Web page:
Now, let's put together what we have learned about these first two genes. What are all the possible variants of alleles at the two loci, one for the agouti gene and the other, black pigment gene? The genotype of a tabby homozygous for both the agouti gene and the dense coloration gene on both bomologous chromosomes is represented as AADD. Opposite in genotype is a solid blue represented by aadd (non-agouti and dilute on both homologous chromosomes). Since the A and D alleles exhibit dominance, an AADd, AaDd or AaDD will all appear to be brown tabbies (the phenotype). The phenotype of AAdd, Aadd or Aadd is blue tabbies, and aaDD, aaDd and aadd will be solid blue.

Here's how the numbers work out... A parent passes one of its A gene alleles and one of its D gene alleles to each of its offspring. A parent that is homozygous in both the A and D loci is AADD, and will produce all AD gametes. On the other hand, a parent that is heterozygous at both loci (AaDd) can produce several variants among its germ cells: AD, Ad, aD or ad. If you breed a brown tabby heterozygous at both the A and D loci (AaDd) with a brown tabby that is homozygous at both loci (AADD), all the offspring will still be brown tabbies:

 

If you breed two brown tabbies that are heterozygous at these two loci, here's how the numbers work out statistically:

A third gene is at work to complete our understanding. The site on a chromosome commonly referred to as the brown gene controls the shape of the eumelanin pigment granules that are deposited. As the shape changes from its normal round shape to oval, the normal black appearance created by the normally round granules is changed into different intensities of brown. The B allele (black) or b (chocolate) do not appear to modify the phaeomelanin pigment-containing granules or, if they do, they seem to produce a brighter shade of color.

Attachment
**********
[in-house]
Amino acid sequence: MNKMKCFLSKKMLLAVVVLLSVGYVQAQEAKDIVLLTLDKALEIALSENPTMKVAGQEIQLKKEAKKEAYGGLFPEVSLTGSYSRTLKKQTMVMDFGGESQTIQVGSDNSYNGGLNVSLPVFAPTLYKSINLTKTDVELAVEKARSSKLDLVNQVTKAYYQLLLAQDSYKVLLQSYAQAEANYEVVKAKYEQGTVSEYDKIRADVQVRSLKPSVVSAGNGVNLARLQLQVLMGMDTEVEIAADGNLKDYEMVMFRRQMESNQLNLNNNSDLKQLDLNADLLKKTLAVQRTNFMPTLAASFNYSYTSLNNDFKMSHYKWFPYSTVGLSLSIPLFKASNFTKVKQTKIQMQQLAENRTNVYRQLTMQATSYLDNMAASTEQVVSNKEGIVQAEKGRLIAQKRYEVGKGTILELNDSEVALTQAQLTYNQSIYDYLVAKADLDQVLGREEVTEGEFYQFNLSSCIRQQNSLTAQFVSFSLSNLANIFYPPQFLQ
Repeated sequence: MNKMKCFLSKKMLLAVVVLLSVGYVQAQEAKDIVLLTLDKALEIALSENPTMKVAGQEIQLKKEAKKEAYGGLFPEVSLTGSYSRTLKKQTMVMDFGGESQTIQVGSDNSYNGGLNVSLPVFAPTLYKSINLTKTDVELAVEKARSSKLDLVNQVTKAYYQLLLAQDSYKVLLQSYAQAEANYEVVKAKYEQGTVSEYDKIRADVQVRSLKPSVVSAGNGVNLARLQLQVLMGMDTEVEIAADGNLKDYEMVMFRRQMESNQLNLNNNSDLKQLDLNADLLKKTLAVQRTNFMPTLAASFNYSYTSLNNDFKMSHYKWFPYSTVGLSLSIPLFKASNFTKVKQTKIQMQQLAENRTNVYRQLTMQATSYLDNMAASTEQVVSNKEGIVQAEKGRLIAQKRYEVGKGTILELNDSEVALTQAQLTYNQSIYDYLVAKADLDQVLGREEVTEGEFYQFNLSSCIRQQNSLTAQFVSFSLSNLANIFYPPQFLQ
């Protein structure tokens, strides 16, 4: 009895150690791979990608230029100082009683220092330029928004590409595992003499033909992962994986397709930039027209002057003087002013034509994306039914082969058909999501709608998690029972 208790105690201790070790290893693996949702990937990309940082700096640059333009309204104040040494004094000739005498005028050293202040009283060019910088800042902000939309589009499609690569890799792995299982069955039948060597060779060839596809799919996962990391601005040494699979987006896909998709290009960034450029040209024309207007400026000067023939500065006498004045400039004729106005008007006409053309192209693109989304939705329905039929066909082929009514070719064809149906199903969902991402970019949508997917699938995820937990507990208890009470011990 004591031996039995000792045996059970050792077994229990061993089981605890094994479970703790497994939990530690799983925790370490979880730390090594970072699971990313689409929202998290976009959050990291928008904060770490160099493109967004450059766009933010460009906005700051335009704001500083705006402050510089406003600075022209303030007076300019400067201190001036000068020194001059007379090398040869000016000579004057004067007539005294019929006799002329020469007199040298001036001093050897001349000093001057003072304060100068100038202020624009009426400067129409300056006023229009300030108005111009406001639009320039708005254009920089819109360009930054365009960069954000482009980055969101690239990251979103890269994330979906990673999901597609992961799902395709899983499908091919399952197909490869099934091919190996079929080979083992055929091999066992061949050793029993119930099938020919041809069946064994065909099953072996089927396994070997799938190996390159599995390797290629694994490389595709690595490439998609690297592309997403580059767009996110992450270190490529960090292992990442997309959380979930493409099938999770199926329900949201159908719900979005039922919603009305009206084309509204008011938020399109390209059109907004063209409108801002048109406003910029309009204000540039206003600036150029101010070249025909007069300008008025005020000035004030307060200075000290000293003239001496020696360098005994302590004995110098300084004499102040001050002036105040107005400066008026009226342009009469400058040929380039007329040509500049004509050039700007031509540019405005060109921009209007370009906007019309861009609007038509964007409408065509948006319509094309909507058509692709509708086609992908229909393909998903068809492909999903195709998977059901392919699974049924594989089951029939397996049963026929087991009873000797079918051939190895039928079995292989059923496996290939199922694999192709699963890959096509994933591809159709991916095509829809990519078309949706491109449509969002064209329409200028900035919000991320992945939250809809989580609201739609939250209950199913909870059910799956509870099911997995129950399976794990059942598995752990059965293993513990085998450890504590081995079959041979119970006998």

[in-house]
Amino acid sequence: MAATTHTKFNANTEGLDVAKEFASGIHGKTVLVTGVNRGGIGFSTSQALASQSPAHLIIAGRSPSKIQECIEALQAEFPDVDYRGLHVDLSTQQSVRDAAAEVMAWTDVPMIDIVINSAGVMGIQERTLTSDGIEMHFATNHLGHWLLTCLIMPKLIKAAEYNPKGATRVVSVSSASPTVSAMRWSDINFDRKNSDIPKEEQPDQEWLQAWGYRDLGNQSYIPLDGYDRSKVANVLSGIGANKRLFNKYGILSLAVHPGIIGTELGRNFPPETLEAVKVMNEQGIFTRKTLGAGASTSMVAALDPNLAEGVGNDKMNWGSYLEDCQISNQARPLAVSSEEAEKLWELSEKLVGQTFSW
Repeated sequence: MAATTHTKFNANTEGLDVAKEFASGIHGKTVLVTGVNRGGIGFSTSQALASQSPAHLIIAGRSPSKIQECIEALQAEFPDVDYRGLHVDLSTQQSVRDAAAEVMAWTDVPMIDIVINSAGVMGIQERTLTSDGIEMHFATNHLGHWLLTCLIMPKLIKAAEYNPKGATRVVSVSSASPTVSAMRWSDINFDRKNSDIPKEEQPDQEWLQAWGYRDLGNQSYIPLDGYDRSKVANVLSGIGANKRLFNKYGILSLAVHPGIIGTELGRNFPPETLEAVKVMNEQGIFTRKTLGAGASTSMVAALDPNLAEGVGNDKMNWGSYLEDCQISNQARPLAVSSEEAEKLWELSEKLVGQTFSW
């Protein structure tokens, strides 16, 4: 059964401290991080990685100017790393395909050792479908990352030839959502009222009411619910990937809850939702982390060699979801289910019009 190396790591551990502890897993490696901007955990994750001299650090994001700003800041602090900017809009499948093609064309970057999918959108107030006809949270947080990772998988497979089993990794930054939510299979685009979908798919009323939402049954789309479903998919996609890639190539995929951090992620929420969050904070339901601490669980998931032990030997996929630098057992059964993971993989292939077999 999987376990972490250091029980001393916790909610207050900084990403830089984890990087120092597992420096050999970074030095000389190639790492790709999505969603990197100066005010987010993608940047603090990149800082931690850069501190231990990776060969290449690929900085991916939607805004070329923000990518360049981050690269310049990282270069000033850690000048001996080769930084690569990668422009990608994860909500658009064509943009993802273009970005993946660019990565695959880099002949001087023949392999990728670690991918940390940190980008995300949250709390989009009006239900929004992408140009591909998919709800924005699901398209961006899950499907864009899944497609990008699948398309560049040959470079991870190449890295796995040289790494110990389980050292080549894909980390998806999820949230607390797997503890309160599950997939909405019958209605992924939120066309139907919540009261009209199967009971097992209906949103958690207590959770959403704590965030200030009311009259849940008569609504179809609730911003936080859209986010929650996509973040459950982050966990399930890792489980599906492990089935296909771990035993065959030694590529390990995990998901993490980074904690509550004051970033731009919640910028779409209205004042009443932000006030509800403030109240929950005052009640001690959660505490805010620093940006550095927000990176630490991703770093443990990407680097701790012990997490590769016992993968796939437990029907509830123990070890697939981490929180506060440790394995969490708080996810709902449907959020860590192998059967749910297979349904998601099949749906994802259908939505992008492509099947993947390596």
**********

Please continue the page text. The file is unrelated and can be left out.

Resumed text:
Here are some exemplary genotypes that combine the influences of all three genes: agouti, brown, and dilute among Maine Coons.

Solid black = aaB-D- (a densely colored black cat without stripes)

Solid blue = aaB-dd (a dilute black cat without stripes)

Brown classic tabby = A-B-D-mcmc (a densely colored, genetically black cat with stripes and classic markings whose rich brown ticking in the hairs that make up the stripes has been produced by polygenic rufousing not fully understood)

As you can see,, the exhibition brown classic tabby is the product of many influences, and today's look (or phenotype) is the outcome of selectively breeding cats that possess the desired color nuances, not all of which are fully understood.

 

Red cats

Among the 19 pairs of chromosomes, some pairs are larger than others and have different shapes, but the chromosomes within each pair are generally identical in size and shape. That is, with one important exception. One pair in males is unequally sized, one chromosome in the pair being larger than the other "matching" chromosome, whereas that same pair in females matches in size and shape. The chromosomes in this one pair are known as the sex chromosomes. Whereas females have two X chromosomes (of equal size), males have one X chromosomeone and one (smaller) Y chromosome. The Y chromosome contains the gene that triggers embryonic development as a male. For sex-linked traits, the genes that control those traits are located specifically on the X or on the Y chromosome, so those traits are linked to the sex of the cat.

The gene responsible for the marmalade colored cat is referred to as the orange gene, and this gene is sex-linked, carried on the X chromosome. The O allele, converts all eumelanistic (black) pigment to an alternative pigment, phaeomelanin (or red melanin).